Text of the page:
Dead Head

Captive in a comfy chair
in the resident’s lounge,
she serves me bitter coffee
with watery milk.
Not the way I like it.

The others stare absently
at their sippy cups,
remembering
the days of dancing
down the aisles,
deciding what’s for tea.
choosing favourites,
The ‘meals for two’ special offers
that came with a bottle of wine.
To share.

No alcohol here.
Dining room misery instead.
Tasteless food, mushy in my mouth,
school dinner puds
washed down with childhood squash,
all consumed to the tune
of coughing and cursing,
and the shout of instructions,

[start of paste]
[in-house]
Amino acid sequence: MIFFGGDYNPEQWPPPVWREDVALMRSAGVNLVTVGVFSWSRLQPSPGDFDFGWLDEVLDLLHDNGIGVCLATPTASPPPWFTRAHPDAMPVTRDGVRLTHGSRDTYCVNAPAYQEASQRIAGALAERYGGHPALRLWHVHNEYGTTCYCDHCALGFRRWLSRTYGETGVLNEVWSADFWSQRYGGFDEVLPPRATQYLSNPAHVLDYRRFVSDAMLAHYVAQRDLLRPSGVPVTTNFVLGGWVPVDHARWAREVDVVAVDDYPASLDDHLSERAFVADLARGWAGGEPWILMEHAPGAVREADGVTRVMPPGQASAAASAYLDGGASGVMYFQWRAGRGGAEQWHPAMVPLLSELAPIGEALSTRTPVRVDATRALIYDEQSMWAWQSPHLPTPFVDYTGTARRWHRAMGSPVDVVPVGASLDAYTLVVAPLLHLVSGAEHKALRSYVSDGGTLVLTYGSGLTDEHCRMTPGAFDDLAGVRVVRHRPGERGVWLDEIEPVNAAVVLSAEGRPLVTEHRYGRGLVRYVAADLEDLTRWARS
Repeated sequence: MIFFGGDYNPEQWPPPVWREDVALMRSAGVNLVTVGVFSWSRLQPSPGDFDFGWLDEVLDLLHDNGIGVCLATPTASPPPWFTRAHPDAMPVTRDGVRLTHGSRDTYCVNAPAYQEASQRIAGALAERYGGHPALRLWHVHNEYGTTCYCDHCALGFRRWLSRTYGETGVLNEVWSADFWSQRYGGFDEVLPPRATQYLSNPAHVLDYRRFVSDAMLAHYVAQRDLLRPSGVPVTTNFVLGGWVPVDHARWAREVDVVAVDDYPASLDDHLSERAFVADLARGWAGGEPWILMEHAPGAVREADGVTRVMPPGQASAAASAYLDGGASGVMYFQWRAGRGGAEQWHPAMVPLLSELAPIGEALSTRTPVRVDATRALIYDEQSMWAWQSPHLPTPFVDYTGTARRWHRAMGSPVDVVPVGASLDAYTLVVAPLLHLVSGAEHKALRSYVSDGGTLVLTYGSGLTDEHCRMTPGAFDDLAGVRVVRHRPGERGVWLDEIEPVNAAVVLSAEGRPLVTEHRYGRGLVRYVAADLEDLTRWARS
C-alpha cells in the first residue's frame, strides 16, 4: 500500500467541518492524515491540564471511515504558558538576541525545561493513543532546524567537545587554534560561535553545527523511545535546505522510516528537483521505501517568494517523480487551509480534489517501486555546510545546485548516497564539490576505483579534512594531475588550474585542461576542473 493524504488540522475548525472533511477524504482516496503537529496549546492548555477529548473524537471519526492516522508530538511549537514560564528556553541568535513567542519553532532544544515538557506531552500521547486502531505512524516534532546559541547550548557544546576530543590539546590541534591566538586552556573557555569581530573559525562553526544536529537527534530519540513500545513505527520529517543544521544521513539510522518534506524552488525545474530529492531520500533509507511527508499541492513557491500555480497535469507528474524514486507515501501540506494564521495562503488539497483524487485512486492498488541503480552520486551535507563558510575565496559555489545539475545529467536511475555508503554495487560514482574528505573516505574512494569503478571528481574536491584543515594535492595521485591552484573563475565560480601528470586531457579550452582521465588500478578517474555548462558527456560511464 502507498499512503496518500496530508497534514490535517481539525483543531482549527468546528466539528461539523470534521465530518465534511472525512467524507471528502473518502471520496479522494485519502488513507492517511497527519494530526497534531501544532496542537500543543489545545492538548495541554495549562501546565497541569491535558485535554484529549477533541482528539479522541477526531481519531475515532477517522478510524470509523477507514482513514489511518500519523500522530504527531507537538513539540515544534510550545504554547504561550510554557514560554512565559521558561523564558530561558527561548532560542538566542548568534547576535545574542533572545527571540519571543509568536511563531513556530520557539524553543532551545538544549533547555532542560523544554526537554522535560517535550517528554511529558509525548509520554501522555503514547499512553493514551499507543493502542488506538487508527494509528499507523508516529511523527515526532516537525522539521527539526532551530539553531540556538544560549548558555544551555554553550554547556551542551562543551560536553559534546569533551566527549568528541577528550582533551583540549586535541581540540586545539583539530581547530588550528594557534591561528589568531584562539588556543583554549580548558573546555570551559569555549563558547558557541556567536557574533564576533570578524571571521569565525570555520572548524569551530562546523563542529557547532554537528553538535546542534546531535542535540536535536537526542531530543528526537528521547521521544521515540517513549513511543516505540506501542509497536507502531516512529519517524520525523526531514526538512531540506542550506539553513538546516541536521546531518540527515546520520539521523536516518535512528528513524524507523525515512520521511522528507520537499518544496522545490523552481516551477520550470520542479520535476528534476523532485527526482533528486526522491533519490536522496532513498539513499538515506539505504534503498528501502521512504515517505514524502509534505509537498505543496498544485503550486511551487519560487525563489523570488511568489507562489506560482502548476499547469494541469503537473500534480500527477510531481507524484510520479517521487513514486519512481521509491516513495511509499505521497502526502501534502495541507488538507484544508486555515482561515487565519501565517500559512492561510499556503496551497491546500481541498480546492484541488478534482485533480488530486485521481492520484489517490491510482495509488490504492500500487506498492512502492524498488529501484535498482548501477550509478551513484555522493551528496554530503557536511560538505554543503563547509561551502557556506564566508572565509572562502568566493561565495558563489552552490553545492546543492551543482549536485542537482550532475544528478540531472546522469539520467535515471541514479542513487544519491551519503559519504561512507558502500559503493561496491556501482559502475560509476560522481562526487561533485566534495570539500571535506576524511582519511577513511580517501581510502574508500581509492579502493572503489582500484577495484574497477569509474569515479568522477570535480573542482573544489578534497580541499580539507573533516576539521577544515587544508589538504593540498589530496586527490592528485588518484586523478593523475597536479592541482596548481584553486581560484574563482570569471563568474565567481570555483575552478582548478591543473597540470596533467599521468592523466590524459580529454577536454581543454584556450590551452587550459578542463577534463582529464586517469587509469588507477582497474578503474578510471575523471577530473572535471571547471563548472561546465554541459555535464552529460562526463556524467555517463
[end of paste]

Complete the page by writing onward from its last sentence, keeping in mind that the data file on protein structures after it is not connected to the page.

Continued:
and endless questions from
lost minds.

Wheeled back to the room
for my ‘nap after lunch’
we pass the locked route to the garden.
The clematis needs pruning,
and the dead roses still droop on the bush
out there, in that life giving air
that once I breathed
in my own beloved space
of borders and pond,
and sandpits and slides.

I stare from the window
people pass below.
They hurry to work
clutching their coffees,
driving their cars,
catching buses,
pushing prams.
Their hectic lives an inconvenience
but what I wouldn’t give to
be busy once more.

 

Advertisements